English attack in the Sicilian

One of my young students, Rahul Swaminathan, had a good run at the US Nationals, finishing 12th but having a great shot at more. He had many memorable games, including one that looked quite a bit like the following. It wasn't quite the same, actually. Rahul was well acquainted with this "English Attack." I showed it to him as a nice, easy-to-understand weapon against the Najdorf Sicilian.

But here, Rahul faced the Sozin Sicilian and, rather than play the active lines I had shown him, he fell back upon the English attack. Not a bad reaction from a youngster. His opponent permitted white to pursue his set-up and, as is clear, it can be quite a formidable weapon indeed.

A Sample Game in the English Attack [B56]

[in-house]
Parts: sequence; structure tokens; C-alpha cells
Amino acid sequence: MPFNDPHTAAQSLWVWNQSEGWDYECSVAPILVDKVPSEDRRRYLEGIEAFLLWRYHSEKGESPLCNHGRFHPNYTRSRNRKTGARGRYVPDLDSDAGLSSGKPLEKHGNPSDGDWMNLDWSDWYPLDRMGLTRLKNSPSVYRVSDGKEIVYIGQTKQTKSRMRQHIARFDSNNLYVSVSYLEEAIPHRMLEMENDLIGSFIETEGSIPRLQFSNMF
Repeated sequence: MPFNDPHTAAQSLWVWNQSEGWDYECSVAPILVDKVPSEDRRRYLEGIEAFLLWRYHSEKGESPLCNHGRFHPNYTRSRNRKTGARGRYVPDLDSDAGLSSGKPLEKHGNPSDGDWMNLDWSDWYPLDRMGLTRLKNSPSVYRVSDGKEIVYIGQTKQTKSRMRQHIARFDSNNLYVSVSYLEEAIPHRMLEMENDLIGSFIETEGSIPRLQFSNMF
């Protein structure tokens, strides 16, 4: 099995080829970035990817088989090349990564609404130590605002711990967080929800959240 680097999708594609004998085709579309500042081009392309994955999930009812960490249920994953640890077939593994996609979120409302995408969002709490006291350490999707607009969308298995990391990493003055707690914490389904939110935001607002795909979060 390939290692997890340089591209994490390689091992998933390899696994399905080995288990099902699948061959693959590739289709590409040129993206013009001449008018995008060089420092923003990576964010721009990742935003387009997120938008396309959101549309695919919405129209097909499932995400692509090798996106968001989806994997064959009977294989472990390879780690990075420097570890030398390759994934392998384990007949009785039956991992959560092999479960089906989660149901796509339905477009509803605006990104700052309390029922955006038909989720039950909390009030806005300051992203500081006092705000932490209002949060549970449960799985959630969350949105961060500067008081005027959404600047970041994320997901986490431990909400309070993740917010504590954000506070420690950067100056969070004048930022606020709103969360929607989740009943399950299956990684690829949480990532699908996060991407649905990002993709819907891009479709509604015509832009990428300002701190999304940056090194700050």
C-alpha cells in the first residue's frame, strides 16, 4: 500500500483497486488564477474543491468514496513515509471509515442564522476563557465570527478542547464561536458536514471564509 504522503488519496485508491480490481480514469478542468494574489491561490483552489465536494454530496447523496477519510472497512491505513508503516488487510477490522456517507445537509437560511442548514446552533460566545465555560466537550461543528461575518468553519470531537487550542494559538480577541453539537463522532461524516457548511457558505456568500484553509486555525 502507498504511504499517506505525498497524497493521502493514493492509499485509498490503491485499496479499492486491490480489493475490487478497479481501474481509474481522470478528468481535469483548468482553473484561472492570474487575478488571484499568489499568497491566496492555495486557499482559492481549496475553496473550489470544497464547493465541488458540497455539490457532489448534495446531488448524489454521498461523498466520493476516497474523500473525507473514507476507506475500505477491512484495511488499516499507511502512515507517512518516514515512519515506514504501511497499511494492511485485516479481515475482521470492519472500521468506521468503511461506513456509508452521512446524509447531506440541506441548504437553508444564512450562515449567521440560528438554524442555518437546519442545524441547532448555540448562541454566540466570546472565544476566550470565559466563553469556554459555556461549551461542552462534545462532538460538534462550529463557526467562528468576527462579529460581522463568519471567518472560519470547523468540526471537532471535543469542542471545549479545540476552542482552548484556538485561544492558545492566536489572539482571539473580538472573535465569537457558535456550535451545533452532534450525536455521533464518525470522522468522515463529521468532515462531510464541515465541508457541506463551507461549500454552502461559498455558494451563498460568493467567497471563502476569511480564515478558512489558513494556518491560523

1.e4 c5 2.Nf3 d6 3.d4 cxd4 4.Nxd4 Nf6 5.Nc3 a6 6.f3 e6 7.Be3 Be7 8.Qd2 Nc6 9.0-0-0 0-0 10.g4 b5 11.h4 Bb7 12.h5 Qc7 13.g5 Nd7 Diagram

14.g6 fxg6 15.hxg6 h6 16.Nxe6 Qa5 17.Bxh6 gxh6 18.Qxh6 *

In honor of his fine win in the game and his wonderful showing at the tournament (with a trophy bigger than my US Championship win!), I offer a collection of English Attacks, all wins for white. What's really neat about this collection is that these games from a whole range of different move orders. So you can see how to get these great positions, and then see how to convert the point!